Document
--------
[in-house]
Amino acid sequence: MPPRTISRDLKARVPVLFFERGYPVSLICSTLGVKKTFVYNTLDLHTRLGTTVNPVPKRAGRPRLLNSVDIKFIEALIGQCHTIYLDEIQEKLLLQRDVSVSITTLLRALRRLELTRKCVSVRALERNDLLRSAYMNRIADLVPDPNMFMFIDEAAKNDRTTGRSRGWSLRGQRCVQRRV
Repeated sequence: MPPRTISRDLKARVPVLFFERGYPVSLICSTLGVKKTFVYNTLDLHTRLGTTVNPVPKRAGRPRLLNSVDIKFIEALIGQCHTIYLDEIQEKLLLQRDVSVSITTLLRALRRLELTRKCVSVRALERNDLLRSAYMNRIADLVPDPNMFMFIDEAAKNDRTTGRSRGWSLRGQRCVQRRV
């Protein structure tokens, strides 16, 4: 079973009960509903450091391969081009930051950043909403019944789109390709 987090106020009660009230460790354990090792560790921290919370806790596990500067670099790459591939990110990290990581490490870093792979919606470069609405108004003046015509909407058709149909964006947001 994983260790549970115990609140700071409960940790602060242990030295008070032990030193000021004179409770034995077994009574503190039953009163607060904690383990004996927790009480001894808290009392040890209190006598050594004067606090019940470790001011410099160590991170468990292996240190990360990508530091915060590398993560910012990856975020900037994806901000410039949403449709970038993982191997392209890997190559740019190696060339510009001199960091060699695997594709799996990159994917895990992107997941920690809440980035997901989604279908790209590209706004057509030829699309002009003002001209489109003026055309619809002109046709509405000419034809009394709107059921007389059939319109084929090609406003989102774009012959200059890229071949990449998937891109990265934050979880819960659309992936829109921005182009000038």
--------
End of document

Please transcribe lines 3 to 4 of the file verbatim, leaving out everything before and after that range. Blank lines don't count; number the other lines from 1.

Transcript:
Repeated sequence: MPPRTISRDLKARVPVLFFERGYPVSLICSTLGVKKTFVYNTLDLHTRLGTTVNPVPKRAGRPRLLNSVDIKFIEALIGQCHTIYLDEIQEKLLLQRDVSVSITTLLRALRRLELTRKCVSVRALERNDLLRSAYMNRIADLVPDPNMFMFIDEAAKNDRTTGRSRGWSLRGQRCVQRRV
């Protein structure tokens, strides 16, 4: 079973009960509903450091391969081009930051950043909403019944789109390709 987090106020009660009230460790354990090792560790921290919370806790596990500067670099790459591939990110990290990581490490870093792979919606470069609405108004003046015509909407058709149909964006947001 994983260790549970115990609140700071409960940790602060242990030295008070032990030193000021004179409770034995077994009574503190039953009163607060904690383990004996927790009480001894808290009392040890209190006598050594004067606090019940470790001011410099160590991170468990292996240190990360990508530091915060590398993560910012990856975020900037994806901000410039949403449709970038993982191997392209890997190559740019190696060339510009001199960091060699695997594709799996990159994917895990992107997941920690809440980035997901989604279908790209590209706004057509030829699309002009003002001209489109003026055309619809002109046709509405000419034809009394709107059921007389059939319109084929090609406003989102774009012959200059890229071949990449998937891109990265934050979880819960659309992936829109921005182009000038």